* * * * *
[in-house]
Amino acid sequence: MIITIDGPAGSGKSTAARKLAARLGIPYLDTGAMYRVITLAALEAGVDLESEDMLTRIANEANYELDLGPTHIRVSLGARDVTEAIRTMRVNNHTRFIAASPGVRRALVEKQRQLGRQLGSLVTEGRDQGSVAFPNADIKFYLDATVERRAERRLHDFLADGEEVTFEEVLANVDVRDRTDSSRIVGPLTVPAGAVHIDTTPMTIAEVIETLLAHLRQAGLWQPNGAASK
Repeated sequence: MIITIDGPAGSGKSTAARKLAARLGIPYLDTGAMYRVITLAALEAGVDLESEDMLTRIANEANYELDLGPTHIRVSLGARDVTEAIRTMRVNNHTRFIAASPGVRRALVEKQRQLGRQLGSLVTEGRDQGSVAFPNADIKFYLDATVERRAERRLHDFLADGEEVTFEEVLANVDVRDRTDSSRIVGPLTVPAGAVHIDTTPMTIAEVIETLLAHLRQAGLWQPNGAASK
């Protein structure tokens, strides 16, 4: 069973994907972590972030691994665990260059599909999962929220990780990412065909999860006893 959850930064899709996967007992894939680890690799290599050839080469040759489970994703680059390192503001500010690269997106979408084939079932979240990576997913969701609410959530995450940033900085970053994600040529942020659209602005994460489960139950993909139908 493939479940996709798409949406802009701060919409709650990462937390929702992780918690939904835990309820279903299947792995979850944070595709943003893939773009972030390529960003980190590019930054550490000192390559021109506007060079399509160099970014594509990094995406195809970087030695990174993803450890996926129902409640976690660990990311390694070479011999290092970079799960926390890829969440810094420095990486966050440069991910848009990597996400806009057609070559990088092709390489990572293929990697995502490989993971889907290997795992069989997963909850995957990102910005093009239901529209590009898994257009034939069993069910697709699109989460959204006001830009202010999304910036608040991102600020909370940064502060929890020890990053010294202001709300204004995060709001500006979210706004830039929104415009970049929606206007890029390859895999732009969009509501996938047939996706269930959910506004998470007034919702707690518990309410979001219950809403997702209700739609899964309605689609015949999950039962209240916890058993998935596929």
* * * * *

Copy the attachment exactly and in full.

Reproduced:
[in-house]
Amino acid sequence: MIITIDGPAGSGKSTAARKLAARLGIPYLDTGAMYRVITLAALEAGVDLESEDMLTRIANEANYELDLGPTHIRVSLGARDVTEAIRTMRVNNHTRFIAASPGVRRALVEKQRQLGRQLGSLVTEGRDQGSVAFPNADIKFYLDATVERRAERRLHDFLADGEEVTFEEVLANVDVRDRTDSSRIVGPLTVPAGAVHIDTTPMTIAEVIETLLAHLRQAGLWQPNGAASK
Repeated sequence: MIITIDGPAGSGKSTAARKLAARLGIPYLDTGAMYRVITLAALEAGVDLESEDMLTRIANEANYELDLGPTHIRVSLGARDVTEAIRTMRVNNHTRFIAASPGVRRALVEKQRQLGRQLGSLVTEGRDQGSVAFPNADIKFYLDATVERRAERRLHDFLADGEEVTFEEVLANVDVRDRTDSSRIVGPLTVPAGAVHIDTTPMTIAEVIETLLAHLRQAGLWQPNGAASK
């Protein structure tokens, strides 16, 4: 069973994907972590972030691994665990260059599909999962929220990780990412065909999860006893 959850930064899709996967007992894939680890690799290599050839080469040759489970994703680059390192503001500010690269997106979408084939079932979240990576997913969701609410959530995450940033900085970053994600040529942020659209602005994460489960139950993909139908 493939479940996709798409949406802009701060919409709650990462937390929702992780918690939904835990309820279903299947792995979850944070595709943003893939773009972030390529960003980190590019930054550490000192390559021109506007060079399509160099970014594509990094995406195809970087030695990174993803450890996926129902409640976690660990990311390694070479011999290092970079799960926390890829969440810094420095990486966050440069991910848009990597996400806009057609070559990088092709390489990572293929990697995502490989993971889907290997795992069989997963909850995957990102910005093009239901529209590009898994257009034939069993069910697709699109989460959204006001830009202010999304910036608040991102600020909370940064502060929890020890990053010294202001709300204004995060709001500006979210706004830039929104415009970049929606206007890029390859895999732009969009509501996938047939996706269930959910506004998470007034919702707690518990309410979001219950809403997702209700739609899964309605689609015949999950039962209240916890058993998935596929």